In summary, despite the Emirate talking up its progress and laying out plans for the future, the Afghan economy is contracting, showing weak demand, deflation and limited public spending, with much of it concentrated on operating costs for the security services. The consequences of all this for households and businesses are the subject of the final section of this report.
How households and businesses are faring
There has been a slight improvement in household welfare since the Bank conducted its last Welfare Monitoring Survey in summer 2022, albeit from very low levels. 62 per cent of households now report that they do not have enough income to pay for food or enough only for food but not other basic needs. That compares to 70 per cent in June-August 2022 and 64 per cent in October-December 2021 (for methodology, see footnote 3). Those figures indicate some recovery following the surge in the number of Afghans living in poverty caused by the collapse of the economy in 2021. However, that still translates into over half the Afghan population living in poverty, a level that is “similar in magnitude,” said the Bank, to what was observed before the regime change, at a time in which the intensity of conflict in Afghanistan was at its all-time high.” Poverty rates are highest in urban areas, the Bank said, although in the countryside, families are vulnerable to the vagaries of the weather, exacerbated now by the climate crisis.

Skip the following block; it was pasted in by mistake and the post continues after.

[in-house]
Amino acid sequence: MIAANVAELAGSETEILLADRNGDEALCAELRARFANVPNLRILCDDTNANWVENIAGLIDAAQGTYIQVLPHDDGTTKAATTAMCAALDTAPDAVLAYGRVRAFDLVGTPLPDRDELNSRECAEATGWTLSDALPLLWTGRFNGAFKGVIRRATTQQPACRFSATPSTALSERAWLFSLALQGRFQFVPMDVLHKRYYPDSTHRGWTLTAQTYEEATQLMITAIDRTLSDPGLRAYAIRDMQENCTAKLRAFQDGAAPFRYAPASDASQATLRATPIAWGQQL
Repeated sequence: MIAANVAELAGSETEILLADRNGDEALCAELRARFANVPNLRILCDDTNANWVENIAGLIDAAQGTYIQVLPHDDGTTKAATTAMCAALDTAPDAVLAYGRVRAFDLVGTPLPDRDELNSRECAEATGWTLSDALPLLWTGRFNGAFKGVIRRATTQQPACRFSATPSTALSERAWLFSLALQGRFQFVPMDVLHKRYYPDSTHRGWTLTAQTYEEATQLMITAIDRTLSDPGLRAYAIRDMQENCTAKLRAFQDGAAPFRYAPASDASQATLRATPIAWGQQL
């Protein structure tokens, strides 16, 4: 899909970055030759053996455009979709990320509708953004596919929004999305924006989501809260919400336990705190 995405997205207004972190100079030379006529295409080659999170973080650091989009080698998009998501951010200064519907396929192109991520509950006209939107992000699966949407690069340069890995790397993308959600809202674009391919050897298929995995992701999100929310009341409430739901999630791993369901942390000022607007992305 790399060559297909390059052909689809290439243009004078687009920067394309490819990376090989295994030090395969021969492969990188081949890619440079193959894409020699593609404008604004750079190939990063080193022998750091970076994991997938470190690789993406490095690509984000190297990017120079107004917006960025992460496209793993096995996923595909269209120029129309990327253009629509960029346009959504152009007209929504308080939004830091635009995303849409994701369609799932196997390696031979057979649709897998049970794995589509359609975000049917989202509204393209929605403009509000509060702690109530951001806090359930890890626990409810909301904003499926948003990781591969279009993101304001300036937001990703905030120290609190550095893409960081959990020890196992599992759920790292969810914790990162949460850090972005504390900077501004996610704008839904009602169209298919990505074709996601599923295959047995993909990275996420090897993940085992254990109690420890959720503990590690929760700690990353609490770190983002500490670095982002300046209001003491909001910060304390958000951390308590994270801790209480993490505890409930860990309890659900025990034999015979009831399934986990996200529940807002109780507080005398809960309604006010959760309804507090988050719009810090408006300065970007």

The Bank attributed this slight improvement in welfare to remittances having doubled since 2019, the inflow of humanitarian aid and some recovery in wage rates following their sharp fall in 2021. However, it also said, chillingly: “Recent gains in welfare have come at the cost of possibly exhausting all coping strategies and household resources.” In other words, many households have survived until now only at the loss of any resilience in the face of future economic shocks. That could be savings spent, debts incurred, belongings or land sold, young men sent away to work and boys taken out of school to work. Daughters may also have been married, either at a younger age or to unsuitable men (at the most extreme end, this involves child marriage; see AAN reporting here).
The Bank details how extra labour is being mobilised by women doing paid work – three times as many as in 2020 – primarily working at home producing textiles and garments and processing food to sell. The change is especially noticeable in rural areas, it said, where the share of women working in manufacturing increased from 15 per cent in April-June 2020 to 39 per cent in the same months in 2023. This is at the expense, it says, of women’s share of employment in agriculture. For Afghan women, almost all work in manufacturing – 96 per cent – is done at home. At the same time, population growth means the workforce is expanding faster than the economy can provide jobs: one in three young men, the Bank says, are currently unemployed.